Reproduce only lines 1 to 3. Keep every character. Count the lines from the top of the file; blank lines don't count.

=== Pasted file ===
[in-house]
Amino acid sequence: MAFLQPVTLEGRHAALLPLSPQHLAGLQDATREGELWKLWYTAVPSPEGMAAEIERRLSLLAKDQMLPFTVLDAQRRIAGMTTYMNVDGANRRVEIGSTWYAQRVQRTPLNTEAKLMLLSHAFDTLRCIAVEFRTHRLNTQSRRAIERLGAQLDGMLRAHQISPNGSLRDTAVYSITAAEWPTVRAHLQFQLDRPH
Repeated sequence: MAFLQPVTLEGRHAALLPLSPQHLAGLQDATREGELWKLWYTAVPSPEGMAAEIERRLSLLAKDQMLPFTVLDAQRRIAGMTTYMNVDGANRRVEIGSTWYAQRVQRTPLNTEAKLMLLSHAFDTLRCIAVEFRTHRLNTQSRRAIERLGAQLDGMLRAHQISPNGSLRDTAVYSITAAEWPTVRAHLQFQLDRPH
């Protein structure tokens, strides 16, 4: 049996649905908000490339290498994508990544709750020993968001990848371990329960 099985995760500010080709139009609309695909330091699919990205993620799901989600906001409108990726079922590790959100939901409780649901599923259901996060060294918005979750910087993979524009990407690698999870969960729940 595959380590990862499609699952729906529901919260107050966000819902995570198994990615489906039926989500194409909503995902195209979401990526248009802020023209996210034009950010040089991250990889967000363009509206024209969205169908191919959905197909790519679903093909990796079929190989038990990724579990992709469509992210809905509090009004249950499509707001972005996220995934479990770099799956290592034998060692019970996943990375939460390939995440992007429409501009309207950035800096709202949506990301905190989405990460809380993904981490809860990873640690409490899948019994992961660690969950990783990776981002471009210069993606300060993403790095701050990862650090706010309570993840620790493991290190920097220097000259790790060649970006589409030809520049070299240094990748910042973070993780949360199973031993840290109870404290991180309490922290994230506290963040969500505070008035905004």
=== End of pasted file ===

[in-house]
Amino acid sequence: MAFLQPVTLEGRHAALLPLSPQHLAGLQDATREGELWKLWYTAVPSPEGMAAEIERRLSLLAKDQMLPFTVLDAQRRIAGMTTYMNVDGANRRVEIGSTWYAQRVQRTPLNTEAKLMLLSHAFDTLRCIAVEFRTHRLNTQSRRAIERLGAQLDGMLRAHQISPNGSLRDTAVYSITAAEWPTVRAHLQFQLDRPH
Repeated sequence: MAFLQPVTLEGRHAALLPLSPQHLAGLQDATREGELWKLWYTAVPSPEGMAAEIERRLSLLAKDQMLPFTVLDAQRRIAGMTTYMNVDGANRRVEIGSTWYAQRVQRTPLNTEAKLMLLSHAFDTLRCIAVEFRTHRLNTQSRRAIERLGAQLDGMLRAHQISPNGSLRDTAVYSITAAEWPTVRAHLQFQLDRPH